Geoffrey Ian Dye, ICT Undersecretary for Infrastructure Management, Cybersecurity and Upskilling, said a review of the hack on his Disaster Risk Reduction and Management Division (DRRMD) portal the other day had identified flaws that enabled the hacker to breach the system.

MANILA, Philippines – The Department of Information and Communication Technology is determined to learn from the successful hack on its Disaster Response Unit’s portal and improve its systems and websites not only in the DICT but also in other national and local government agencies. .

Geoffrey Ian Dye, ICT Undersecretary for Infrastructure Management, Cybersecurity and Upskilling, said a review of the hack on his Disaster Risk Reduction and Management Division (DRRMD) portal the other day had identified flaws that enabled the hacker to breach the system.

“We have identified the mistakes. These are instructive, and can be used so that other agencies can understand,” Dy told The Star in a Viber audio interview.

“Most of the flaws were in the way (DRRMD) developed the system,” said Dy.

However, the Dy reiterated that the DRRMD was indeed designed to be easily accessible by external parties as it was intended to disseminate information during disasters.

Dy said that a flaw was found that the DRRMD portal used an untested encryption algorithm.

“What was used was… an encryption algorithm or protocol that was proprietary, a protocol developed or invented by a provider,” Dy said.

Another flaw, which he said was also seen as a “significant flaw”, was the use of a password system that was encrypted.

“The password – the username-password combination – should not be encrypted, it should be hashed,” said Dy.

Also, the Dy said that the DICT had detected these threats several days ago.

However, it took several days to update. And then, the hacker struck before we could address the threat,” said Dy.

Dy reiterated that the volume of data compromised by the hacker, whom he had earlier identified as “PH1NS”, was only 200 megabytes.

“Any kind of violation, we don’t want to minimize. Even though it (DRRMD) is a small system, we still take it seriously. We still want to note the learning here,” said Dy.

The Dy noted that DICT’s cybersecurity forces have been stretched thin in recent weeks and the number of hacks on government agencies and private organizations has increased.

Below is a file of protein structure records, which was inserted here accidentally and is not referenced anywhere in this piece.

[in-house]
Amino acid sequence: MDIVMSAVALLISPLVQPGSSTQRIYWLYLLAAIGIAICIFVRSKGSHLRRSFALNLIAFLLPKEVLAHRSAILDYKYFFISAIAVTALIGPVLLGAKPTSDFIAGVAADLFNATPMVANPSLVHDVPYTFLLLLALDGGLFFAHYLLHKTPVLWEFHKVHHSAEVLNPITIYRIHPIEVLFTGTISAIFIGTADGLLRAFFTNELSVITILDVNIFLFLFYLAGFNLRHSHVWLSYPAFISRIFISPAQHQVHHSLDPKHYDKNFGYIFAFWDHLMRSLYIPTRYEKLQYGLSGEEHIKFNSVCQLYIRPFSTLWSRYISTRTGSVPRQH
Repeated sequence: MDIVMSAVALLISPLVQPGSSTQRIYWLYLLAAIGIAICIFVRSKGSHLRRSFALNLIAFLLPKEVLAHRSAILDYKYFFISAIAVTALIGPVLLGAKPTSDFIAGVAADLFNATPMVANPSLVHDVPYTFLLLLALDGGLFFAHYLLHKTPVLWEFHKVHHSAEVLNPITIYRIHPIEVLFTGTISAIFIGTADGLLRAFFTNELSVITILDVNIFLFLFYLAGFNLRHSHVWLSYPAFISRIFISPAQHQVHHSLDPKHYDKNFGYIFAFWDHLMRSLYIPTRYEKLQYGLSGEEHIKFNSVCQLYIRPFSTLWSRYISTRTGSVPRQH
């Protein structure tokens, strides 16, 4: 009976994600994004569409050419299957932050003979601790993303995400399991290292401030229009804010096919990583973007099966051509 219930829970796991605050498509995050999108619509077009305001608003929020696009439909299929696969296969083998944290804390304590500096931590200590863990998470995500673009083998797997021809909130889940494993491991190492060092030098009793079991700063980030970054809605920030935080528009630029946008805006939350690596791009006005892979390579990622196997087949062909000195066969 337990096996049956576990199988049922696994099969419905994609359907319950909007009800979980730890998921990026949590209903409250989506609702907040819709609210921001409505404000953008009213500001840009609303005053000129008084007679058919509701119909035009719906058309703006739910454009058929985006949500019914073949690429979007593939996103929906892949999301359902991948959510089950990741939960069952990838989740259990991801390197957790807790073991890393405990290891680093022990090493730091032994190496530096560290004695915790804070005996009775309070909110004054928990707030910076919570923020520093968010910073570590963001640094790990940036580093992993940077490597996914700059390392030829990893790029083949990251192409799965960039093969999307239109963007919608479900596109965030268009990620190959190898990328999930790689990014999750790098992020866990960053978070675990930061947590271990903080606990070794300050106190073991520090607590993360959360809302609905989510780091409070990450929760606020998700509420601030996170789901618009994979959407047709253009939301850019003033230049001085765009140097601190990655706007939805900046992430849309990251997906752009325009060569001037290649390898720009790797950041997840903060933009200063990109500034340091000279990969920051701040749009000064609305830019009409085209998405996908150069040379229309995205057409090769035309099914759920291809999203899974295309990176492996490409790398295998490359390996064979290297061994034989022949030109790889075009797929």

The hack at the DRRMD, raised the need for a cyber security force at DICT that would only monitor the information technology systems of DICT.

“We are looking at the need to create a local cyber security force that will only monitor the DICT,” said Dy.

The DICT said its investigation into the alleged hack on popular electronic mobile wallet GCash disproved claims of a successful breach.

The Dy said that their investigation has not shown any evidence that their database was breached by an external entity.

“Actually, we did not find clear evidence that GCash was hacked,” Dy told The Star in a phone interview.

“There was no evidence of a violation,” he stressed.

Dy said the data being revealed by DeepWeb Konek, an online collection of cybersecurity practitioners to mark an alleged hack on GCash, does not appear to have come from a hack on GCash’s system.

It seems to have come from other sources. It was data collected from other sources, not from a successful breach,” explained Dy.

Reduction in cybercrime cases

According to data released yesterday by the Philippine National Police (PNP), cybercrime cases dropped by at least 36 percent this year, with online scams recording the biggest drop.

Data from the PNP Anti-Cybercrime Group (ACG) showed that there were 8,177 cybercrimes from January to June, a 36.16 percent decrease from 12,808 incidents in the same period in 2023.

PNP chief Gen. Romel Francisco Marble attributed the decrease in cybercrimes to their proactive measures, which include deploying more resources and enhancing the capabilities of cybercrime investigators.

“Our goal is to protect our citizens not only in the physical world but also in the digital realm,” he said in a statement.

Online scams registered the largest decrease of 53.48 percent from 3,468 to 1,613 followed by investment and job scams which fell from 1,001 to 650, a decrease of 35.06 percent.

Debit and credit card fraud cases decreased from 736 to 528 or a decrease of 28.26%. – Emmanuel Topas



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